Adolph Reed on the MMMarch
djones at uclink.berkeley.edu
Fri Oct 27 12:52:12 MDT 1995
I appreciate Carl's response, but must beg out of debate for now. I agree
that simply calling something petit-bourgeois is not helpful. I had Adolph
Reed's actual analysis of Jesse Jackson in mind. What I really had in mind
then were the actual policies advocated or pursued by mayors and
candidates--see for example Earl Picard's article which I mentioned in an
It would be important for example for us to analyze the regimes of Harold
Washington, David Dinkins or here in Oakland Elihu Harris, etc. Perhaps
you could assess the impact of Harold Washington's regime for us. I
remember reading an interesting criticism by Abdul Alkalimat (Gerald
McWhorter) and Doug Gills which appeared in The Black Scholar almost a
decade ago. They emphasized the austerity which Washington ended up
imposing. Sometime back Jerry Levy posted a short, critical evaluation of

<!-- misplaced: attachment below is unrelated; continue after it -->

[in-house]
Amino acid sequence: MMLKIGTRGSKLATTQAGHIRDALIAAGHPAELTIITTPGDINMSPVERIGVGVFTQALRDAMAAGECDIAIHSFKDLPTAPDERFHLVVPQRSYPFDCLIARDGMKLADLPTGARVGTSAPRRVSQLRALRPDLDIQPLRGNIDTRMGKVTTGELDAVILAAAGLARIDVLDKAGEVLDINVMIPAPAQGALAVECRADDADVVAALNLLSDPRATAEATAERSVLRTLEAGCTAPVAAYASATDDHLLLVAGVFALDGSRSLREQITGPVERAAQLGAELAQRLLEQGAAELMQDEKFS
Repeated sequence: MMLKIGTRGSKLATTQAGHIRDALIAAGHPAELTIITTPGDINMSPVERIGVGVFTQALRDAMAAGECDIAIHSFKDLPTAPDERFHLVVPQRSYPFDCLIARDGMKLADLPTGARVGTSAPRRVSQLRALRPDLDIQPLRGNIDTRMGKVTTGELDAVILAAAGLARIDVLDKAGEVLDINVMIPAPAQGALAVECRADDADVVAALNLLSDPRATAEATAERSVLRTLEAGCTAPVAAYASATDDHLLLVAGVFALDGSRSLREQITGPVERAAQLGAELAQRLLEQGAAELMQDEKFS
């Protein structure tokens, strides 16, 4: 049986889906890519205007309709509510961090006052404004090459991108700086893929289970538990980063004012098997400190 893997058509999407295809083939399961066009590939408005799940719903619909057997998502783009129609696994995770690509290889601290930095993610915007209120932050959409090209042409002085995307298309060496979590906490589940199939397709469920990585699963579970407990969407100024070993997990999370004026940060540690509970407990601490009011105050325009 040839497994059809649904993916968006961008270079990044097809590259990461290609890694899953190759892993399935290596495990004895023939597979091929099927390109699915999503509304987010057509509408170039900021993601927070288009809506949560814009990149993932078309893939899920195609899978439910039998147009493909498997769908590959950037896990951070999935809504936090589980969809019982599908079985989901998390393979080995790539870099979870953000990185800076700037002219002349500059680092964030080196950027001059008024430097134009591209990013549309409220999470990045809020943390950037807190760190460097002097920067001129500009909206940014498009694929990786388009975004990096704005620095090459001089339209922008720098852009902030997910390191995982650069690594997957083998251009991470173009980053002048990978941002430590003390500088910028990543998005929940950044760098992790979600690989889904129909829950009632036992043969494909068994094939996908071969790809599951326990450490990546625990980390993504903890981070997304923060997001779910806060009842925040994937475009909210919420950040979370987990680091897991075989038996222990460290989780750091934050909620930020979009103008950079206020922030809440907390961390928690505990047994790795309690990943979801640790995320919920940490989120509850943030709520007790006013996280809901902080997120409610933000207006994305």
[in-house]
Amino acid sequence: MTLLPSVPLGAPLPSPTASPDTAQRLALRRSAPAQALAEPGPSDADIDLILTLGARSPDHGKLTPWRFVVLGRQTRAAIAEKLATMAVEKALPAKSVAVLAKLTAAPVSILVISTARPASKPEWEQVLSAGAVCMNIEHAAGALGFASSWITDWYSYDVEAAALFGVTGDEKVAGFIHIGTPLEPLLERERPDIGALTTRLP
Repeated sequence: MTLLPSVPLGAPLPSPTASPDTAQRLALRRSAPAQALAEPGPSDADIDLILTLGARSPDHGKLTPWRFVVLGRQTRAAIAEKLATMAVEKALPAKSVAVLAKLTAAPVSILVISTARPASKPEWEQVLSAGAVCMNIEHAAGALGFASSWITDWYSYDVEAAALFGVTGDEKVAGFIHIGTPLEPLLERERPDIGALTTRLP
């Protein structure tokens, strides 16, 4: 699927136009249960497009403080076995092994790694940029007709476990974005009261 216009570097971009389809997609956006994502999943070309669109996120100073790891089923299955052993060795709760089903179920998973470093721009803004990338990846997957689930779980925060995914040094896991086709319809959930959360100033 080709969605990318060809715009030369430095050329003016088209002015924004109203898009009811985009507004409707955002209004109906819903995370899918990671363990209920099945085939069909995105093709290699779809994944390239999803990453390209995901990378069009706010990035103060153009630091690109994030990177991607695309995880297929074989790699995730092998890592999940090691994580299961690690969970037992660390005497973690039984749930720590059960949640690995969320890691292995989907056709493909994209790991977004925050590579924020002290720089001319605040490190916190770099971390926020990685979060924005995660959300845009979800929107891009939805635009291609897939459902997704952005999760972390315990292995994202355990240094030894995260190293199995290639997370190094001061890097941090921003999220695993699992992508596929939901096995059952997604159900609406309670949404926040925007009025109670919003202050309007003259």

the Dinkins regime. I could dig up the Black Scholar article, along with
Michael Porter's on the competititve advantage of the inner city.
But right now I am frantic as I am being charged $70 for a library book
which I have lost. If anyone has a copy of David McKee's Schumpeter and
the Political Economy of Change, I''ll make a good offer--considerably less
than $70, though!
>I think think most of the use of these labels are only used a
>perjoratives to cover for a type of semi-anarchism feeding
>a "left" liquidation of buildingorganizations rooted in real movements.
> I think the real battle of ideas is not between "proletarian ideology"
>and "bourgeois ideology,"which is a metaphyical squabble,
> but between real science on the one hand and ideologies of all sorts
>on the other. Let's do more concrete anaylsis of concrete conditions
> as the starting point and give the class labels a rest.
>Carl Davidson, Chicago
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